Background Given the limited collaborative international studies that evaluated COVID-19 in patients with cancer in comparison to patients without cancer, we aimed to determine the independent risk factors associated with increased 30-day mortality and the impact of novel treatment modalities in a large group of cancer and non-cancer patients with COVID-19 from multiple countries. Methods We retrospectively collected de-identified data on cancer and non-cancer patients diagnosed with COVID-19 between January and November 2020, at 16 centers in Asia, Australia, Europe, North America, and South America. A logistic regression model was used to identify independent predictors of all-cause mortality within 30 days after COVID-19 diagnosis. Results Of the total 4015 COVID-19 confirmed patients entered, we analyzed 3966 patients, 1115 cancer and 2851 non-cancer patients. Cancer patients were older than non-cancer patients (median age, 61 vs 50 years;p< 0.0001);more likely to be pancytopenic , had pulmonary disorders, hypertension, diabetes mellitus. In addition, they were more likely to present with higher inflammatory biomarkers (D-dimer, ferritin and procalcitonin), but were less likely to present with clinical symptoms. By multivariable logistic regression analysis, cancer was an independent risk factor for 30-day mortality (OR 1.46;95% CI 1.03 to 2.07;p=0.035). Older age (≥65 years) was the strongest predictor of 30-day mortality in all patients (OR 4.55;95% CI 3.34 to 6.20;p< 0.0001). Remdesivir was the only therapeutic agent independently associated with decreased 30-day mortality (OR 0.58;CI 0.39-0.88;p=0.009). Among patients on low-flow oxygen at admission, patients who received remdesivir had a lower 30-day mortality rate than those who were on high flow oxygen (5.9% vs 17.6%;p=0.03). Patients transfused with convalescent plasma within 1 day of diagnosis had a lower 30-day mortality rate than those transfused later (1% vs 7%, p=0.04). Conclusion Cancer is an independent risk factor for increased 30-day all-cause mortality from COVID-19. Remdesivir, particularly in patients receiving low-flow oxygen, can reduce 30-day all-cause mortality, as well as convalescent plasma given early after COVID-19 diagnosis. Disclosures Roy F. Chemaly, MD, MPH, FACP, FIDSA, AiCuris (Grant/Research Support)Ansun Biopharma (Consultant, Grant/Research Support)Chimerix (Consultant, Grant/Research Support)Clinigen (Consultant)Genentech (Consultant, Grant/Research Support)Janssen (Consultant, Grant/Research Support)Karius (Grant/Research Support)Merck (Consultant, Grant/Research Support)Molecular Partners (Consultant, Advisor or Review Panel member)Novartis (Grant/Research Support)Oxford Immunotec (Consultant, Grant/Research Support)Partner Therapeutics (Consultant)Pulmotec (Consultant, Grant/Research Support)Shire/Takeda (Consultant, Grant/Research Support)Viracor (Grant/Research Support)Xenex (Grant/Research Support) Fareed Khawaja, MBBS, Eurofins Viracor (Research Grant or Support) Monica Slavin, MBBS,MD, F2G (Advisor or Review Panel member)Merck (Advisor or Review Panel member)Pfizer (Advisor or Review Panel member) Dimitrios P. Kontoyiannis, MD, Astellas (Consultant)Cidara Therapeutics (Advisor or Review Panel member)Gilead Sciences (Consultant, Grant/Research Support, Other Financial or Material Support, Honoraria)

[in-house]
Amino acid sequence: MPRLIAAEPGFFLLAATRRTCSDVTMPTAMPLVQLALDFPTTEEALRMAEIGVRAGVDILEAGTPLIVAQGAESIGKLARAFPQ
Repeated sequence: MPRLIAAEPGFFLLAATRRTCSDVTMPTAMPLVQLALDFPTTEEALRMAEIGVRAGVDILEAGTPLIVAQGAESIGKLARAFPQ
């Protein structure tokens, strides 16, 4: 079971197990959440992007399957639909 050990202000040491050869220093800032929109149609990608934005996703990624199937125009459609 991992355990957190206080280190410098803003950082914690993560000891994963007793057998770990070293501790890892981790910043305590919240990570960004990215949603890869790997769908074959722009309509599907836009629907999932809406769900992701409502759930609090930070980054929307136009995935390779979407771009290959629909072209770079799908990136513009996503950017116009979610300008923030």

7.
Int J Radiat Oncol Biol Phys ; 110(4): 947-956, 2021 07 15.
Article in English | MEDLINE | ID: covidwho-1144733

ABSTRACT